Looking back at Saint Katharine of Siena School
We Treasure Our Past
We Hope in the Future
We Continue the Tradition
Monsignor Charles F. Kavanagh
In 1915, twenty two years after the creation of the parish, the new pastor, Msgr. Charles Kavanaugh, saw the imperative need for a parochial school. An application for five Sisters, Servants of the Immaculate Heart of Mary, to open a school was accepted.
During his twenty year tenure , the original grade and high schools were built, a convent for the Sisters was purchased, and the Grotto was constructed. He was regarded as one of the most brilliant speakers among the Catholic clergy. To the youngsters of St. Katharine’s School, he was a gentle and kindly soul. To the tired and disheartened, he came with strong faith and optimism, always hopeful, giving to others something of the love and joy which inspired his own life.
Original Grade School
The cornerstone of the new grade school was blessed by Msgr. Kavanagh on
August 4, 1916. Anticipating approximately 100 children the first year, 1916, to the amazement of all, 168 pupils were registered, equally divided between boys and girls. This meant that all six classrooms were in use, and crowded, from the beginning, a condition that would continue and worsen until the new school was opened in 1958.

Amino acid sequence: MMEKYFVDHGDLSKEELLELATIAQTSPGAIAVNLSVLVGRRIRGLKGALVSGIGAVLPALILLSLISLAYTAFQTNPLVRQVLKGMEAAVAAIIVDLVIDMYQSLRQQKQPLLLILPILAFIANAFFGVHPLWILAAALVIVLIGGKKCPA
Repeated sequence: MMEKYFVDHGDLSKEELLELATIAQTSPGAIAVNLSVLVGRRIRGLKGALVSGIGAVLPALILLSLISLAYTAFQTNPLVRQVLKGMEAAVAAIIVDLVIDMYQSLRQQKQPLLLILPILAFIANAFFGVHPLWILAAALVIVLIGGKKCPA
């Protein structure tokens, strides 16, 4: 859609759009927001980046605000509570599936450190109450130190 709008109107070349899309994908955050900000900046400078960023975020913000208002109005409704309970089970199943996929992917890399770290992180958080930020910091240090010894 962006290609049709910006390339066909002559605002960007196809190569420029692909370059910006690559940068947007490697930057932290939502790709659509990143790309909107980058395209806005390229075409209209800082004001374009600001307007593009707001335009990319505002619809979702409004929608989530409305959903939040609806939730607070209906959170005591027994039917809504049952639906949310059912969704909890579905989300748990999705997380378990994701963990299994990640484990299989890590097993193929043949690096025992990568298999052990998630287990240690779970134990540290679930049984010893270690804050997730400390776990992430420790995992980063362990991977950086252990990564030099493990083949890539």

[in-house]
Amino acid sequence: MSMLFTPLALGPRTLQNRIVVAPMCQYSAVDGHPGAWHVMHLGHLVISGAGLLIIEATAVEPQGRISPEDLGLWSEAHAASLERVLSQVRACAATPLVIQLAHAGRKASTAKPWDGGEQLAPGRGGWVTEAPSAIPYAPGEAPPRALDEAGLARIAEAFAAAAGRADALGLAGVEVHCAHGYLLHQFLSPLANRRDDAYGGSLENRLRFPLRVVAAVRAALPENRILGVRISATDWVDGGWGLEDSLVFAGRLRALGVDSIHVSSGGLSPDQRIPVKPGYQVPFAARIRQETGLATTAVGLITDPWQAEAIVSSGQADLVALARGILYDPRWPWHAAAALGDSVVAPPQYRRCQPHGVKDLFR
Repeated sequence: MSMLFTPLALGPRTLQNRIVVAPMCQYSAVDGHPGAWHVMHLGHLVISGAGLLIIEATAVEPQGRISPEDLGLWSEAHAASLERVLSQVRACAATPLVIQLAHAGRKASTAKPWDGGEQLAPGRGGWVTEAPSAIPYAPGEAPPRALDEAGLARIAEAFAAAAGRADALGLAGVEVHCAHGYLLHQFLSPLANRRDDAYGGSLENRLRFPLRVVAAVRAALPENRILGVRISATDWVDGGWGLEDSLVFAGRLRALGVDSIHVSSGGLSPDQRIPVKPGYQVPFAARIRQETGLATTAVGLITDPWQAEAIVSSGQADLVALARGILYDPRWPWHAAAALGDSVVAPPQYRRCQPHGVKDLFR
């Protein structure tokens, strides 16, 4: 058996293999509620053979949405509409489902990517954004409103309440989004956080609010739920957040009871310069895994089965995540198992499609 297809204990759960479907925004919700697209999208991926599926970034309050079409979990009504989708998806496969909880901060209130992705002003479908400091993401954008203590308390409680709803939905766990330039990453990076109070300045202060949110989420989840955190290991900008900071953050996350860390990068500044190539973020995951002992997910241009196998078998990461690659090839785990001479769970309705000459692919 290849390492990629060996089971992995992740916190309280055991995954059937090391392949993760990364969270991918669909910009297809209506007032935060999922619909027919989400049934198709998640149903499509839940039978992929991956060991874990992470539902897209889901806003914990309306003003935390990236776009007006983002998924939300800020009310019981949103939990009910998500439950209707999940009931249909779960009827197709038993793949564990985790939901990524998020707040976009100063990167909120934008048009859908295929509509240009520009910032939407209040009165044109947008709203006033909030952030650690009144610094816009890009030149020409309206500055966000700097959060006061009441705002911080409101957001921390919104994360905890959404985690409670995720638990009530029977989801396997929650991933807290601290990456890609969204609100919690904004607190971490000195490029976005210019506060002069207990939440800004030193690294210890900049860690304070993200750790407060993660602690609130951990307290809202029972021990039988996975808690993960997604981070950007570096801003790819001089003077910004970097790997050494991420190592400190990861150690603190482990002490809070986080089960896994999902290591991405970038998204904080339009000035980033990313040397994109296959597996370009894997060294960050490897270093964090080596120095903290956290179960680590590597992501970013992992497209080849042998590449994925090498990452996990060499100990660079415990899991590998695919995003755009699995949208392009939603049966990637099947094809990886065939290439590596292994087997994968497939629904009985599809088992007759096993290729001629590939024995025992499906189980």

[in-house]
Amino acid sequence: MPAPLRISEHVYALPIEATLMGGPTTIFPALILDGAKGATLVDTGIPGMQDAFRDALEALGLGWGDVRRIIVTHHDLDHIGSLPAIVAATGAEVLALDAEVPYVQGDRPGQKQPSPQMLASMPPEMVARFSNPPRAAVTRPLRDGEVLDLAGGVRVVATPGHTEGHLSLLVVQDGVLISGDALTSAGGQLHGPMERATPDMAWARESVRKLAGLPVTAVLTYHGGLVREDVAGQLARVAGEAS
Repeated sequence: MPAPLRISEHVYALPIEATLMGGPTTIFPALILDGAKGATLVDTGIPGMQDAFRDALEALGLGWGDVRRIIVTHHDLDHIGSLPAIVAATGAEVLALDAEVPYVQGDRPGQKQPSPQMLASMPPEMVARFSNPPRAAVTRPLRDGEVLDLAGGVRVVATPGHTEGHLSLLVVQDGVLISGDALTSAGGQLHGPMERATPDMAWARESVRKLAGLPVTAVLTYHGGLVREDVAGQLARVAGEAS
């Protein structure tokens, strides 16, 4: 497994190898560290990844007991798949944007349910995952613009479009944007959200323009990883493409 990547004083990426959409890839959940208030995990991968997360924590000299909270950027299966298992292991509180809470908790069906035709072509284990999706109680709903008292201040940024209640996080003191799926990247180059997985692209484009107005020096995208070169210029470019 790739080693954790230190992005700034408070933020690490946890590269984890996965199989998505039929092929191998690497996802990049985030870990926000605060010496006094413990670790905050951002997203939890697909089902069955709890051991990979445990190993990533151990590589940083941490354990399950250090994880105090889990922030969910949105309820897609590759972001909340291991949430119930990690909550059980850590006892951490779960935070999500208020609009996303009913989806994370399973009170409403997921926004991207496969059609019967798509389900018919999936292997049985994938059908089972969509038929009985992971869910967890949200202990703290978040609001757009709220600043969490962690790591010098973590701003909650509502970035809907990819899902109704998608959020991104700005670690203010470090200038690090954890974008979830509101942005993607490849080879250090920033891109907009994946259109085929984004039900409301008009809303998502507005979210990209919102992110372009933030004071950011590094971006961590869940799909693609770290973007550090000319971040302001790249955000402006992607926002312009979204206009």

New High School – 1922
St. Katharine’s High School opened as a two-year Commercial Course in 1916. The changing trends of education soon led Monsignor Kavanagh to realize the necessity of a complete high school. As a result, a separate High School building was built in 1922. In 1926, St. Katharine’s became a four-year high school. It sent forth many successful graduates during the next forty years.
The High School building consisted of two classrooms and auditorium, which also served as the gymnasium. Early in 1922, “St. Katharine’s Hall” was opened to the public for the first time, with an orchestra furnishing music for the occasion. Seating about 800, “St. Katharine’s Hall” was one of the largest auditoriums in the suburbs. For many the hall will be remembered as the site of graduations, school plays and other parish events. In 1925, an adjoining building was constructed containing six classrooms and two laboratories, for biology, chemistry and physics.